The National Restaurant Association’s annual trade show has come and gone to much fanfare. From what I saw and read, the participation was phenomenal. We were able to bring our full consulting team from all of our offices and even made time to break some bread together. This year, I also participated in a panel discussion that explored unit economics and was moderated by Steve Romaniello, managing director of Roark Capital.Read more...
Restaurant sales showed solid growth in May. New study shows all consumer income groups devote about the same percentage of their day-to-day spending at restaurants. Prices consumers pay for food away from home continues to rise faster than food at home prices. Johnny Rocket’s opened their first drive thru location. The Ricker’s C-store chain has expanded their foodservice menu extensively. These stories and a whole lot more This Week in Foodservice.Read more...
Bill is chief executive officer of DM&A, a healthcare consulting firm. He has more than 30 years’ experience in the foodservice industry with an emphasis on healthcare.
Bill’s diverse work history includes culinary and managerial positions in airlines, restaurants, hospitals and nursing homes. He has been a system director for a multi-campus health system and foodservice director responsible for multi-location health systems, working for a major food management company. He also owned his own consulting company, focusing on the training of teams and addressing the specific needs of long-term care operations and regulatory preparedness.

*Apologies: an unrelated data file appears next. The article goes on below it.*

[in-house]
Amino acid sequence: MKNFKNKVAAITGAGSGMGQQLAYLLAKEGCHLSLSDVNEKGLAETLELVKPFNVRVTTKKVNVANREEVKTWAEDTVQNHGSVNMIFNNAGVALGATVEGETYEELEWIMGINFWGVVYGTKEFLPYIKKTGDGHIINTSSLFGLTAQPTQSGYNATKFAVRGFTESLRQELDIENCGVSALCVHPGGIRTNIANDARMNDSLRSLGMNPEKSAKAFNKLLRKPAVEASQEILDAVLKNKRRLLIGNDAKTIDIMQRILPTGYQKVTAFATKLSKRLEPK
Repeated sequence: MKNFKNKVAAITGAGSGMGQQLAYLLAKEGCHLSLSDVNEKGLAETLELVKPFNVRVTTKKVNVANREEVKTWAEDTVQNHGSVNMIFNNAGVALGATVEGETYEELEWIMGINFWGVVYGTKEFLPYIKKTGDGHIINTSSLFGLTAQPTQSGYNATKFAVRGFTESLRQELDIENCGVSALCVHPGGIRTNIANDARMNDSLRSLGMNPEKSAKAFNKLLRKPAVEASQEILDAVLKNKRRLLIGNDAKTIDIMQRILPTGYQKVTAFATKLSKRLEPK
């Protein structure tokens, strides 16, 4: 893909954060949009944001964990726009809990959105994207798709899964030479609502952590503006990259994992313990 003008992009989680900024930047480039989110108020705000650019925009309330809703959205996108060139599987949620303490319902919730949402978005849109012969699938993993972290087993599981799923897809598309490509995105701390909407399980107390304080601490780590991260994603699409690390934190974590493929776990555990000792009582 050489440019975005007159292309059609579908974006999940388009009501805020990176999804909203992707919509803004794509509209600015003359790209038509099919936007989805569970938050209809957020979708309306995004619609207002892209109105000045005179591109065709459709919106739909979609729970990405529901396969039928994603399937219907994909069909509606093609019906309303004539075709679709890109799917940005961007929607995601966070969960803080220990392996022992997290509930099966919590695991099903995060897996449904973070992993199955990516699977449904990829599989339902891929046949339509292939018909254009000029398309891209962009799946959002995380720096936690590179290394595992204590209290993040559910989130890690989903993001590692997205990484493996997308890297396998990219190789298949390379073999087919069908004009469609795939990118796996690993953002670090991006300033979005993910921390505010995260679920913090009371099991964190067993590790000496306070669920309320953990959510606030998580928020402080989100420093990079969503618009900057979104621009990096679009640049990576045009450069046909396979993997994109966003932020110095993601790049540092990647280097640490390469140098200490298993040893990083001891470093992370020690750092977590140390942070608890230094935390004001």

Bill Klein: We are at a time in history where evolution of products, services and equipment are changing at a pace consistent with computers, phones, and software. It makes this industry highly stimulating and draws out creativity. This is a major driver for me.
Bill Klein: Yes, of my three beautiful daughters, one has expressed great interest in what I do and what the industry offers in career choices.
Bill Klein: My parents — I always knew they would visit me wherever I was stationed and because of that I strove to always maintain the best and cleanest operation so when they did visit, they would be proud.
Bill Klein: Dr. Carlton Green. He did something that no one else will ever replicate. He was given the impossible task to turn around UCLA medical center’s foodservice department that was in shambles and he did it in one year. He reversed a $6 million loss to an $11 million gain, and, most importantly, transformed 37 different cultures in the department into one, cohesive team, all focused on one goal-great patient and guest care and care for each other.
Bill Klein: I would be in financial planning — understanding the needs of people and matching them with the solution that will help them achieve their goals.
Bill Klein: Some one that shares my visions for product design and growth opportunities, outside the “comfort” zone that many people fall into.
Bill Klein: I was the King of Dishwashers!